The Serbs regard themselves as the elite Slav nation of the Balkans. They claim that their history has proved, in its tragic ups and downs, that they are entitled to rule the Balkans with the trusted Russian protector and ally in the background. But this ally seems to have switched to the Americans. The Serbs, after the collapse of Titoism, feel that they have to obtain, and retain, control of the areas where Serbs live, like Croatia's former Hapsburg Military Districts and, of course, the Serb areas of Bosnia-Herzegovina. As for the Moslems, they must be confined to districts where they cannot threaten the Serbs and the wholesale exchange of population between Greece and Turkey after World War I is remembered but hardly mentioned. The methods of fighting are seen as justified because of the Croat record in the last war. This is, or was, the basic ideology. In the background was the feeling that Serbia, aided by Greece because of Macedonia and Albania, can hold on to its gains since there is no Superpower to dominate the Balkans. It was significant that the Russian Foreign Minister, Kozyrev, got the cold shoulder on his Mediation Visit to Belgrade and that the Conservative-Communist opposition in Moscow condemned the Russian UN vote in favour of sanctions.

Events in the Balkans are clearly forcing, as in the troubled past, the new power groups to resume the policies of exerting pressure and influence in the Balkans. They are forcing these groups too, the EC, the WEU, the UN, to change their character, to become military albances, however restricted, and use economic power as a weapon.

To ensure peace, however, needs more, because the fighting around Serbia, with its mutual hatreds going back half a century, requires a presence of stabilizing forces. This brings us back to Bismarck's saying. Permanent unrest and local conflicts in the Balkans can be contained, Slovenia can be absorbed in Central Europe like Bohemia and Moravia, the Czech republic. But the hatred now rampant implies that in some future situation a Big Power will again establish its dominance in the Balkans. The existence of Bosnia-Herzegovina is by no means assured and this is the main trouble.

Editor's Note: Christopher Cviic's Remaking the Balkans (Pinter Publishers, E8.95) provides the best introduction to the history of the Balkan states. This short account is by a Croat scholar, long resident in Britain, who is the Editor of The World Today, the journal of the Royal Institute of International Affairs. The final chapter contains some sensible suggestions which might make the Balkans more stable. there. it was a regular occurrence for politicians to appear here at election times to incite the Hindus against the Muslims, who otherwise lived together in reasonable amity. The old differences would now be used on a nationwide scale, reinforced with the promise of Ram Rajya for the entire nation. A heady specific for a largely unsophisticated electorate.

Media interviewers -- no Sir Robin Day or Brian Walden among them -- on the country's economic failures and appalling poverty were skilfully side-tracked. Attention was channelled on the prime need to move the mosque (funds were offered for its re-erection elsewhere), and to rebuild the temple. The suggestion was that the latter was the foremost task before the country, and the inescapable first rung in the ladder for the climb back to Ram Rajya. The Muslims, justifiably, failed to see the logic. No matter, for it was the Hindu votes that would swing the election. No plausible evidence was ever produced to justify the claim to the holy birthplace, because none can exist.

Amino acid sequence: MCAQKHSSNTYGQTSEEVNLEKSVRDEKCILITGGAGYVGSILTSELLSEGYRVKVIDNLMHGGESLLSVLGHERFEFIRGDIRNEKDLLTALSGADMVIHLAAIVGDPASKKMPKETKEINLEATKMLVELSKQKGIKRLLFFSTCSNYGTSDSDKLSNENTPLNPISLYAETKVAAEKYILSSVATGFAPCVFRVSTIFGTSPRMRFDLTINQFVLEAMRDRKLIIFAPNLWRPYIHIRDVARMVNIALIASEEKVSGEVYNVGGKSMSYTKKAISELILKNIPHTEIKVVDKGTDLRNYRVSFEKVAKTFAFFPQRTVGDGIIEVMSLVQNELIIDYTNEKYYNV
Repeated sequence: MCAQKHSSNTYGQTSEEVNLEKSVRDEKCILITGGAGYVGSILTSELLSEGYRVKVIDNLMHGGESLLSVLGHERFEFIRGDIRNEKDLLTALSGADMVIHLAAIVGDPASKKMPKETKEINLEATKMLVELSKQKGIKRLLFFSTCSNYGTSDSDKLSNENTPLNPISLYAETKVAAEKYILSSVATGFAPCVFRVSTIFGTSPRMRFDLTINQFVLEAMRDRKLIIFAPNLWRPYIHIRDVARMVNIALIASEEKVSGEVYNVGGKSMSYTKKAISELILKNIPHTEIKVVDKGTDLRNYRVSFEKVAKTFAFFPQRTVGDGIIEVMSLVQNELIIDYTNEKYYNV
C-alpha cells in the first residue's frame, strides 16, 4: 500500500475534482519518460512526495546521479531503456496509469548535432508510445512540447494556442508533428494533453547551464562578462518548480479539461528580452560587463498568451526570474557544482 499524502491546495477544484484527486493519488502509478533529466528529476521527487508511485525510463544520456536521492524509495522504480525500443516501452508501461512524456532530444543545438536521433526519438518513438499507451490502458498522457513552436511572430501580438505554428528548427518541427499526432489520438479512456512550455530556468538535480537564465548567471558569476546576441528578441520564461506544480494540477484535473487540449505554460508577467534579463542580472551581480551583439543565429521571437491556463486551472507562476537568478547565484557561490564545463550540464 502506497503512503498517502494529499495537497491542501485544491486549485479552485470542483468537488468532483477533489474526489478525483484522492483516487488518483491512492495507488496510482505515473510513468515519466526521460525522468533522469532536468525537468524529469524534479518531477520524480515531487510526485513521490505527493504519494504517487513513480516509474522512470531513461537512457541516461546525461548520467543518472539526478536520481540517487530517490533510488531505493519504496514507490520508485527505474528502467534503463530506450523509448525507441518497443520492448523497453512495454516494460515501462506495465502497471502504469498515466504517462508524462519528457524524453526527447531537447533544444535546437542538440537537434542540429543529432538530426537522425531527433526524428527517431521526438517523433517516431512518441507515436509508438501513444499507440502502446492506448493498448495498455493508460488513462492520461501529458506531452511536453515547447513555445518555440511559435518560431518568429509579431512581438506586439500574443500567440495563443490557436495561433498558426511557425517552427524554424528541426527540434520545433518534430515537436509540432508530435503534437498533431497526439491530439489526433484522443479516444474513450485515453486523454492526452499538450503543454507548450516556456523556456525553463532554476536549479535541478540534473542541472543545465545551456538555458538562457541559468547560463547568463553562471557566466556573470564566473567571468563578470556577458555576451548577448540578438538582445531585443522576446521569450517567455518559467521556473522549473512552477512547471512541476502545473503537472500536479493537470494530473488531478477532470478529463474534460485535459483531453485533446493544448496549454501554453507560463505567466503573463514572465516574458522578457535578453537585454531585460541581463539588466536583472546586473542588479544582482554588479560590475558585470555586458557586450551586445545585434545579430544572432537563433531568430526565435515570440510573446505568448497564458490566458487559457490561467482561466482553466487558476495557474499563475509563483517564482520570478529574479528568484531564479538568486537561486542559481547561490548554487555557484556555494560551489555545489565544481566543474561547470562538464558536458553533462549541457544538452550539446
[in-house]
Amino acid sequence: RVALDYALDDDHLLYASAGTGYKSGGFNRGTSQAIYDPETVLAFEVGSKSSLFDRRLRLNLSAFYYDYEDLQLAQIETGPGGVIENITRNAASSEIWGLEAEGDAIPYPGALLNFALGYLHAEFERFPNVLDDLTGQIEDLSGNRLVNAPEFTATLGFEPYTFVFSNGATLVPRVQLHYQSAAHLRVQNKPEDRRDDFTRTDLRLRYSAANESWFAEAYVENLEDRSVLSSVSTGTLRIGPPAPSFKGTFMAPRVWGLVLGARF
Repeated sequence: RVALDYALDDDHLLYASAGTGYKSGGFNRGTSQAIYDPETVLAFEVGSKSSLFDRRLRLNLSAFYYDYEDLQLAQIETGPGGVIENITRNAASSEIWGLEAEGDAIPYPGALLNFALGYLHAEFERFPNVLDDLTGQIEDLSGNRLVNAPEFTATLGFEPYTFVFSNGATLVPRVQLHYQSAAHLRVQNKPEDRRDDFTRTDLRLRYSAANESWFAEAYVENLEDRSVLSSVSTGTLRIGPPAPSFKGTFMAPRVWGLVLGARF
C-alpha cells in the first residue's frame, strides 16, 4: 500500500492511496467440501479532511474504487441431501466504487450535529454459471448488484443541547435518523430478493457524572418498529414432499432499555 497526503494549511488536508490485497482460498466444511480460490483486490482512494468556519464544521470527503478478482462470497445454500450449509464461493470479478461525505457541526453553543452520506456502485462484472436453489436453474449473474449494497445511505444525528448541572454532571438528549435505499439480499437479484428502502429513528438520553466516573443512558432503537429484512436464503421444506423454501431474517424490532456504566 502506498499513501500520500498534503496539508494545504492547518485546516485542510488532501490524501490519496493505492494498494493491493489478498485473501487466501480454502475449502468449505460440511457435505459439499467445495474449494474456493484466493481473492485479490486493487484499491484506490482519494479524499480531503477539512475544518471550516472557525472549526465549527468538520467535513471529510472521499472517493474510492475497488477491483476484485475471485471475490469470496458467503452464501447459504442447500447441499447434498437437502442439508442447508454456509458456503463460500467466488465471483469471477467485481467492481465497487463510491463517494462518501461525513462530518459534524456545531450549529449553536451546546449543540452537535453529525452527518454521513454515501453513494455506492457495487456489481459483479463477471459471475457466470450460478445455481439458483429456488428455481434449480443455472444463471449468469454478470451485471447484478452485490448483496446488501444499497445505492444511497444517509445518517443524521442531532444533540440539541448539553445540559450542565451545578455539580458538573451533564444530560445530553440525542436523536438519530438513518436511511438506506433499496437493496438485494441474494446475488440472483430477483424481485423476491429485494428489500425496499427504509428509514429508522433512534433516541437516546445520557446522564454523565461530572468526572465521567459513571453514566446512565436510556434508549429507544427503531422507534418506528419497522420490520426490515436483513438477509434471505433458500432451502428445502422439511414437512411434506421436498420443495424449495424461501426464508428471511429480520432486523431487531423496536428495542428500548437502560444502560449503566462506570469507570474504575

As with all conspiracies, once the first imaginative leap had been made, the rest followed with intoxicating logic. The drums of orthodoxy and zealotry were loudly beaten to stir up rigorist enthusiasm, and whole contingents of the innumerable Hindu religious orders of the bizarre kind flocked to support the campaign. All aspects of it were reduced to sheer images, taking account of the preponderance of illiteracy of the voters. For the first time in Indian elections, graphic arts were made use of on a grand scale. These assumed a variety of repellant forms and offered rich opportunities to the coarser type of popular artist. Videos, posters and cartoons dispensed with the usual confines of decency. The endless repetition of slogans manipulated the poor Hindu voters and dehumanised the enemy, the Muslims of the region. They were presented as sinister enclaves of irrational backwardness and inferior culture. The leaders, when confronted by the media, denied responsibility for the excesses. But the campaign went on, and violence was never far away.

This campaign to establish a Hindu state of India acquired the name of Hindu fundamentalism, terms previously unknown in 3,000 years of Hinduism. There are no Hindu fundamentals' in it whatever. The concept is as non-hindu as can be, and this is how it is seen in the principal centres of study of Hinduism in India. This essay has not set out to establish that there are no undesirable features in the practice of Hinduism, because there are many which have achieved substance motivated by fear and self-interest. Not surprising when one considers the age of Hinduism and that there are 600 million Hindus. My aim is to refute the idea that Hindu fundamentalism has any authority in the Hindu philosophical code.

In the event, the fundamentalists did not win. What might have been the outcome had they won is fearful to contemplate in the context of a statement made by one of the leaders that India did not need democracy when it had a set of fundamental rules -- those set by the party, of course. Because of the influences of power, it is reasonable to assume that there would have been a real danger of secularism degenerating into disrespect for other faiths, notably Christianity and Islam, and individualism being
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Title Annotation:Balkan Peninsula
Author:Murray, Leo
Publication:Contemporary Review
Date:Aug 1, 1992